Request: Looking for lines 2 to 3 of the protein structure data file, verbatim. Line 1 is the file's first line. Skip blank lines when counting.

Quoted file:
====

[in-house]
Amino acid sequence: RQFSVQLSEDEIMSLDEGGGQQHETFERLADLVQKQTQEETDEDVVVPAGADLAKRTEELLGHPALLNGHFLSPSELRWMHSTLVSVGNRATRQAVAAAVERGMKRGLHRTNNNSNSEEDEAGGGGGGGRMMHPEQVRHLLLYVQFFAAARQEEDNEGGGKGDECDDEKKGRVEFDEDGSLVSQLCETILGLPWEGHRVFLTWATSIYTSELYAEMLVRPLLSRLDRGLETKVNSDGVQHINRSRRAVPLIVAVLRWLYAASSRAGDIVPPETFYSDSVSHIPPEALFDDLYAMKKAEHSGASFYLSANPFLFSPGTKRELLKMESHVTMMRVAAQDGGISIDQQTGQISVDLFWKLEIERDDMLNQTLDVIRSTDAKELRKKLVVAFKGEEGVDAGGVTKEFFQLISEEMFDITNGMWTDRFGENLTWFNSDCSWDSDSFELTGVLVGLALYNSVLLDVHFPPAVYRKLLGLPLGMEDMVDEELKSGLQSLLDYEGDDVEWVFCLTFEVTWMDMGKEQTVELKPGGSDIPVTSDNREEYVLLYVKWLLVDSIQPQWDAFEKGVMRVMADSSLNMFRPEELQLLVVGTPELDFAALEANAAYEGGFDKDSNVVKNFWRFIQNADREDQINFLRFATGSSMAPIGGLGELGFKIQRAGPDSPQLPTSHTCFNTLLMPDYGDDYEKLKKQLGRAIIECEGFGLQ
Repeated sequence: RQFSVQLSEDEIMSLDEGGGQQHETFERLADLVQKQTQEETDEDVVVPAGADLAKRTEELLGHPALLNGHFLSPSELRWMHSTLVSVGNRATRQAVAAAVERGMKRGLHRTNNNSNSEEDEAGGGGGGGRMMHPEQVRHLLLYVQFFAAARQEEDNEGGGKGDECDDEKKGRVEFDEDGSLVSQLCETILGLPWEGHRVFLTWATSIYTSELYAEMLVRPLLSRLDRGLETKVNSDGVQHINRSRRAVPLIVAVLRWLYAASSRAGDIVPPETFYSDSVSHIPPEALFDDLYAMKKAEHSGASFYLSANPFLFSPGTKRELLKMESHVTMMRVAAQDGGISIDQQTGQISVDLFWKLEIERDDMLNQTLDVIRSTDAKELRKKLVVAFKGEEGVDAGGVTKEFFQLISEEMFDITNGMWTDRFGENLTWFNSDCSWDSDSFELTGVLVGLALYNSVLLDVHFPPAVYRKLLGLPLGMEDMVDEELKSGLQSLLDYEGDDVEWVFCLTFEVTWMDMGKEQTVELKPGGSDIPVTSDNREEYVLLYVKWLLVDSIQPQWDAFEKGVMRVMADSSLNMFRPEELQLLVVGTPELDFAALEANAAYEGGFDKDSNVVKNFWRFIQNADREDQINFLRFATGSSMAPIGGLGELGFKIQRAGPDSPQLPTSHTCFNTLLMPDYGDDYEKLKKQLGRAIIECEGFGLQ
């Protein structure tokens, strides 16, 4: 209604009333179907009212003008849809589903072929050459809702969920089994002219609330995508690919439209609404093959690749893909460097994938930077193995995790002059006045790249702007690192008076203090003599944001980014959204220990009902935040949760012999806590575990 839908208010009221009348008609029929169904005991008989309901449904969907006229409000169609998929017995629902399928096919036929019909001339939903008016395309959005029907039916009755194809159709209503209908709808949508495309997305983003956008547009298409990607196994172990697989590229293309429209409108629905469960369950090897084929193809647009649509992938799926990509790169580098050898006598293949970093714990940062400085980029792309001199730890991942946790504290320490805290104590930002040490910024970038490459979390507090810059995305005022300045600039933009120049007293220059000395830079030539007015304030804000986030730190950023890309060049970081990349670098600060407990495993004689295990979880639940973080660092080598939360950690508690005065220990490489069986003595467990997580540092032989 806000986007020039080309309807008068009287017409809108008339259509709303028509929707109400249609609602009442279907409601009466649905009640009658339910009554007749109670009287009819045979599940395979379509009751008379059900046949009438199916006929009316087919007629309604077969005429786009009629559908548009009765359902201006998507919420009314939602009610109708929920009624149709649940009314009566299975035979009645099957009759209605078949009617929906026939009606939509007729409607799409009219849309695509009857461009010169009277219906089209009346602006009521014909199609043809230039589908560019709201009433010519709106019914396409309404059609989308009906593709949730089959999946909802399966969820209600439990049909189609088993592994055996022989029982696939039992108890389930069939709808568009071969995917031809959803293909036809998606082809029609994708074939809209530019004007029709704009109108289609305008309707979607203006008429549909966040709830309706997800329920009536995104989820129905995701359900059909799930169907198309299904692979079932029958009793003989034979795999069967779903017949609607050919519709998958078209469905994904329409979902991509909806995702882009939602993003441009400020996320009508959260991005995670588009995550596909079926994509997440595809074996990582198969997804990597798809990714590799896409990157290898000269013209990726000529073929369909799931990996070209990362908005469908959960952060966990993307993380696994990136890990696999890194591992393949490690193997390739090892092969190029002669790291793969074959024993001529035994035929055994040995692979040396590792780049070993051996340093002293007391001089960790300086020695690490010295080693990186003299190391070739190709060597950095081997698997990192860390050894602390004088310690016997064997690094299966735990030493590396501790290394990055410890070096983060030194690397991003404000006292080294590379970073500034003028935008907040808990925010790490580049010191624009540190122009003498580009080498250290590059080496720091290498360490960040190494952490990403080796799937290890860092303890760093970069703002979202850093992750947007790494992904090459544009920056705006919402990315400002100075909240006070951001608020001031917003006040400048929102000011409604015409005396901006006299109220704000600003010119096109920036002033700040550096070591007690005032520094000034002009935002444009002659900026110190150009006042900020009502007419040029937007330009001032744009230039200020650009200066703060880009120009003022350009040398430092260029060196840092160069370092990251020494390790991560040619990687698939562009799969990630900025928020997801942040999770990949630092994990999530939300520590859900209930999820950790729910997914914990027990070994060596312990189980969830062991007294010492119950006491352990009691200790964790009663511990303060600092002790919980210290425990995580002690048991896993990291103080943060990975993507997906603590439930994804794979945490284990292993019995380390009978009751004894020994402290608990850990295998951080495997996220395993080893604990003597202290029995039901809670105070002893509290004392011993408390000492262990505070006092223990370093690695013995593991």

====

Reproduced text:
Amino acid sequence: RQFSVQLSEDEIMSLDEGGGQQHETFERLADLVQKQTQEETDEDVVVPAGADLAKRTEELLGHPALLNGHFLSPSELRWMHSTLVSVGNRATRQAVAAAVERGMKRGLHRTNNNSNSEEDEAGGGGGGGRMMHPEQVRHLLLYVQFFAAARQEEDNEGGGKGDECDDEKKGRVEFDEDGSLVSQLCETILGLPWEGHRVFLTWATSIYTSELYAEMLVRPLLSRLDRGLETKVNSDGVQHINRSRRAVPLIVAVLRWLYAASSRAGDIVPPETFYSDSVSHIPPEALFDDLYAMKKAEHSGASFYLSANPFLFSPGTKRELLKMESHVTMMRVAAQDGGISIDQQTGQISVDLFWKLEIERDDMLNQTLDVIRSTDAKELRKKLVVAFKGEEGVDAGGVTKEFFQLISEEMFDITNGMWTDRFGENLTWFNSDCSWDSDSFELTGVLVGLALYNSVLLDVHFPPAVYRKLLGLPLGMEDMVDEELKSGLQSLLDYEGDDVEWVFCLTFEVTWMDMGKEQTVELKPGGSDIPVTSDNREEYVLLYVKWLLVDSIQPQWDAFEKGVMRVMADSSLNMFRPEELQLLVVGTPELDFAALEANAAYEGGFDKDSNVVKNFWRFIQNADREDQINFLRFATGSSMAPIGGLGELGFKIQRAGPDSPQLPTSHTCFNTLLMPDYGDDYEKLKKQLGRAIIECEGFGLQ
Repeated sequence: RQFSVQLSEDEIMSLDEGGGQQHETFERLADLVQKQTQEETDEDVVVPAGADLAKRTEELLGHPALLNGHFLSPSELRWMHSTLVSVGNRATRQAVAAAVERGMKRGLHRTNNNSNSEEDEAGGGGGGGRMMHPEQVRHLLLYVQFFAAARQEEDNEGGGKGDECDDEKKGRVEFDEDGSLVSQLCETILGLPWEGHRVFLTWATSIYTSELYAEMLVRPLLSRLDRGLETKVNSDGVQHINRSRRAVPLIVAVLRWLYAASSRAGDIVPPETFYSDSVSHIPPEALFDDLYAMKKAEHSGASFYLSANPFLFSPGTKRELLKMESHVTMMRVAAQDGGISIDQQTGQISVDLFWKLEIERDDMLNQTLDVIRSTDAKELRKKLVVAFKGEEGVDAGGVTKEFFQLISEEMFDITNGMWTDRFGENLTWFNSDCSWDSDSFELTGVLVGLALYNSVLLDVHFPPAVYRKLLGLPLGMEDMVDEELKSGLQSLLDYEGDDVEWVFCLTFEVTWMDMGKEQTVELKPGGSDIPVTSDNREEYVLLYVKWLLVDSIQPQWDAFEKGVMRVMADSSLNMFRPEELQLLVVGTPELDFAALEANAAYEGGFDKDSNVVKNFWRFIQNADREDQINFLRFATGSSMAPIGGLGELGFKIQRAGPDSPQLPTSHTCFNTLLMPDYGDDYEKLKKQLGRAIIECEGFGLQ